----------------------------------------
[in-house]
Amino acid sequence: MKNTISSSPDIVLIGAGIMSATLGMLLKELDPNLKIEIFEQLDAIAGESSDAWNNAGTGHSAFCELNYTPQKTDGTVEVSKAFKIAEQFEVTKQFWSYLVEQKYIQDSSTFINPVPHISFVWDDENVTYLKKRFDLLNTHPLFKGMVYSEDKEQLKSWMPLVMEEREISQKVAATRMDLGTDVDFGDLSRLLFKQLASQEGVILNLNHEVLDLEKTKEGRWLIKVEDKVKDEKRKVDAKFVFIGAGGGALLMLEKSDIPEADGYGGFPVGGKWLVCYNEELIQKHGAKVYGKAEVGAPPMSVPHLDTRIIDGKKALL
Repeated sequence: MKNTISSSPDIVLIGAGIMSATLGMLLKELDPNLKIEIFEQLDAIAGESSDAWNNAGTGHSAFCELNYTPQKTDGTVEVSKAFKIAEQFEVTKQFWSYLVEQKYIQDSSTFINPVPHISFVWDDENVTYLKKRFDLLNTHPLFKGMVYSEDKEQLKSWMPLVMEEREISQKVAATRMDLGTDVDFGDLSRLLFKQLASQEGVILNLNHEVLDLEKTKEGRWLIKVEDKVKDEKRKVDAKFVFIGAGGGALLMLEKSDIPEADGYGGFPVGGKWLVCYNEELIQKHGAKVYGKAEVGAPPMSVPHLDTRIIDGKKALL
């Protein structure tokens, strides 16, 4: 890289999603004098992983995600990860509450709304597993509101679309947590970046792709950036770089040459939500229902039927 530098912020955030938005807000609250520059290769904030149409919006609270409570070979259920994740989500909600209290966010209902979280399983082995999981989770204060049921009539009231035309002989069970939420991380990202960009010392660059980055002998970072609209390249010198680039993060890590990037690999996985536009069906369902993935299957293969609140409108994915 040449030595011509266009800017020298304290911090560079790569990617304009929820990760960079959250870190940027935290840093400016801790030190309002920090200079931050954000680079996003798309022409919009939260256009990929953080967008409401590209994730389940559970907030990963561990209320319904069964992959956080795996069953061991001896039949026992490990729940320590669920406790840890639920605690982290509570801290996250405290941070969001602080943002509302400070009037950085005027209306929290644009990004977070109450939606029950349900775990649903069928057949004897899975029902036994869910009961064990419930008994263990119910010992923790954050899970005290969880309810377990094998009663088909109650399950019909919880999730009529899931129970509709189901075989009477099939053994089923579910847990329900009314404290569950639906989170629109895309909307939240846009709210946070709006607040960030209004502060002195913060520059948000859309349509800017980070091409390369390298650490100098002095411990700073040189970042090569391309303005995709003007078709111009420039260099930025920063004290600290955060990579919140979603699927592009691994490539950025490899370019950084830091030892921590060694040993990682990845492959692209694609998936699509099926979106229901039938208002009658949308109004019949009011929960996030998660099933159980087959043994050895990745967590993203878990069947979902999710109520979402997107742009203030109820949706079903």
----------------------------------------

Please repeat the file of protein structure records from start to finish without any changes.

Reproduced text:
[in-house]
Amino acid sequence: MKNTISSSPDIVLIGAGIMSATLGMLLKELDPNLKIEIFEQLDAIAGESSDAWNNAGTGHSAFCELNYTPQKTDGTVEVSKAFKIAEQFEVTKQFWSYLVEQKYIQDSSTFINPVPHISFVWDDENVTYLKKRFDLLNTHPLFKGMVYSEDKEQLKSWMPLVMEEREISQKVAATRMDLGTDVDFGDLSRLLFKQLASQEGVILNLNHEVLDLEKTKEGRWLIKVEDKVKDEKRKVDAKFVFIGAGGGALLMLEKSDIPEADGYGGFPVGGKWLVCYNEELIQKHGAKVYGKAEVGAPPMSVPHLDTRIIDGKKALL
Repeated sequence: MKNTISSSPDIVLIGAGIMSATLGMLLKELDPNLKIEIFEQLDAIAGESSDAWNNAGTGHSAFCELNYTPQKTDGTVEVSKAFKIAEQFEVTKQFWSYLVEQKYIQDSSTFINPVPHISFVWDDENVTYLKKRFDLLNTHPLFKGMVYSEDKEQLKSWMPLVMEEREISQKVAATRMDLGTDVDFGDLSRLLFKQLASQEGVILNLNHEVLDLEKTKEGRWLIKVEDKVKDEKRKVDAKFVFIGAGGGALLMLEKSDIPEADGYGGFPVGGKWLVCYNEELIQKHGAKVYGKAEVGAPPMSVPHLDTRIIDGKKALL
């Protein structure tokens, strides 16, 4: 890289999603004098992983995600990860509450709304597993509101679309947590970046792709950036770089040459939500229902039927 530098912020955030938005807000609250520059290769904030149409919006609270409570070979259920994740989500909600209290966010209902979280399983082995999981989770204060049921009539009231035309002989069970939420991380990202960009010392660059980055002998970072609209390249010198680039993060890590990037690999996985536009069906369902993935299957293969609140409108994915 040449030595011509266009800017020298304290911090560079790569990617304009929820990760960079959250870190940027935290840093400016801790030190309002920090200079931050954000680079996003798309022409919009939260256009990929953080967008409401590209994730389940559970907030990963561990209320319904069964992959956080795996069953061991001896039949026992490990729940320590669920406790840890639920605690982290509570801290996250405290941070969001602080943002509302400070009037950085005027209306929290644009990004977070109450939606029950349900775990649903069928057949004897899975029902036994869910009961064990419930008994263990119910010992923790954050899970005290969880309810377990094998009663088909109650399950019909919880999730009529899931129970509709189901075989009477099939053994089923579910847990329900009314404290569950639906989170629109895309909307939240846009709210946070709006607040960030209004502060002195913060520059948000859309349509800017980070091409390369390298650490100098002095411990700073040189970042090569391309303005995709003007078709111009420039260099930025920063004290600290955060990579919140979603699927592009691994490539950025490899370019950084830091030892921590060694040993990682990845492959692209694609998936699509099926979106229901039938208002009658949308109004019949009011929960996030998660099933159980087959043994050895990745967590993203878990069947979902999710109520979402997107742009203030109820949706079903």